8 body language signs of someone who always needs to be in control, according to psychology

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There’s a world of difference between being a leader and being a control freak.

This distinction often lies in subtle cues, hidden in our body language.

When someone always needs to be in control, their body language is a telltale sign, even if their words try to convince you otherwise.

According to psychology, certain body language signs can reveal this need for control.

Understanding these signs can give you an upper hand in tricky dynamics, whether at work or in personal relationships.

Here are some key body language signs of someone who always needs to be in control.

1) Dominant posture

Psychology suggests that there’s more to our physical stance than just standing tall.

Often, the way we carry ourselves speaks volumes about our mindset and personality traits. And when it comes to those who feel the need to be constantly in control, they frequently display dominant postures.

These postures can range from standing tall with shoulders back and chest out to leaning forward aggressively in conversations. Even the way they take up space, whether it’s spreading out their belongings or physically expanding their presence, can signal their need for dominance.

Being aware of these dominant postures can help you identify those who are always seeking control. 

2) Interrupting and talking over others

This is a behavior I’ve personally witnessed in various settings, from work meetings to social gatherings.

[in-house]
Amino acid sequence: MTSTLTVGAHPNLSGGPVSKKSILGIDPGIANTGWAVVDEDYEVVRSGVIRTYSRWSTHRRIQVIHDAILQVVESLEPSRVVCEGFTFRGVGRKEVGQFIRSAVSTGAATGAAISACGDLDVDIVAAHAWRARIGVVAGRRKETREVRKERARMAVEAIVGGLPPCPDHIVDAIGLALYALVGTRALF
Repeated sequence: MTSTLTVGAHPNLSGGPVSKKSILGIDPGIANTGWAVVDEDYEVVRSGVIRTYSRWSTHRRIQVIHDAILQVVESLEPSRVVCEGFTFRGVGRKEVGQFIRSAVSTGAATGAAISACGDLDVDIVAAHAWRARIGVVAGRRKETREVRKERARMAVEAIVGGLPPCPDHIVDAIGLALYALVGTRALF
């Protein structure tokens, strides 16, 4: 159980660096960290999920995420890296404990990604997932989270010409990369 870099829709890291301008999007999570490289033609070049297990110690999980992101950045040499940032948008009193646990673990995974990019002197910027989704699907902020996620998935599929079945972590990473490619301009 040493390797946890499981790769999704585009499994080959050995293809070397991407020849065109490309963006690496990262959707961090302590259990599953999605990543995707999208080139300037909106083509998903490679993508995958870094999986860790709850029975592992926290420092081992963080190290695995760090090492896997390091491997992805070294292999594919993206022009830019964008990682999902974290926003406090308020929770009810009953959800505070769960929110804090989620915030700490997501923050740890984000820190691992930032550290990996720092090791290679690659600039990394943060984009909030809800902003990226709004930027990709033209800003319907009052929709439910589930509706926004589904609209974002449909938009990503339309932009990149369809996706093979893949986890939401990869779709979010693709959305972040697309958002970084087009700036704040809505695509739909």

People who always need to be in control have a tendency to interrupt and talk over others. It’s as if they need to assert their authority by controlling the conversation.

I remember once being in a meeting where one colleague just wouldn’t let anyone else get a word in. He would constantly interrupt and talk over anyone who tried to contribute, making it clear that he felt his ideas were the most important.

It’s crucial to remember, though, that not all interruptions are about control. Sometimes, people might just be overly excited or passionate about a subject.

But when it becomes a consistent pattern, it can certainly be a sign of someone who always needs to be in control.

3) Excessive eye contact

Eye contact is an integral part of communication. It can signify attention, interest, or even attraction. But in some cases, it can also be an indicator of control.

Excessive, prolonged eye contact is often used by individuals who always need to be in control. It can be their way of asserting dominance and establishing authority.

People who maintain higher levels of eye contact are often perceived as more powerful and dominant.

So the next time someone maintains unyielding eye contact, it might just be their way of asserting control.

4) Non-reciprocal touch

Touch is a powerful form of nonverbal communication, and it can often indicate a person’s need for control.

Those who always need to be in control might frequently use non-reciprocal touch—that is, they touch others but rarely allow others to touch them.

This can range from a firm grip on the arm, a pat on the back, or even a subtle touch on the shoulder.

By initiating physical contact, they aim to establish dominance or assert authority.

It’s important to keep in mind that context is key, and not all instances of touch are about control. Always consider the situation and other behavioral cues before drawing conclusions.

5) Micro-expressions

Micro-expressions are fleeting, involuntary facial expressions that occur within a fraction of a second. They often reveal our true feelings before we have a chance to mask them.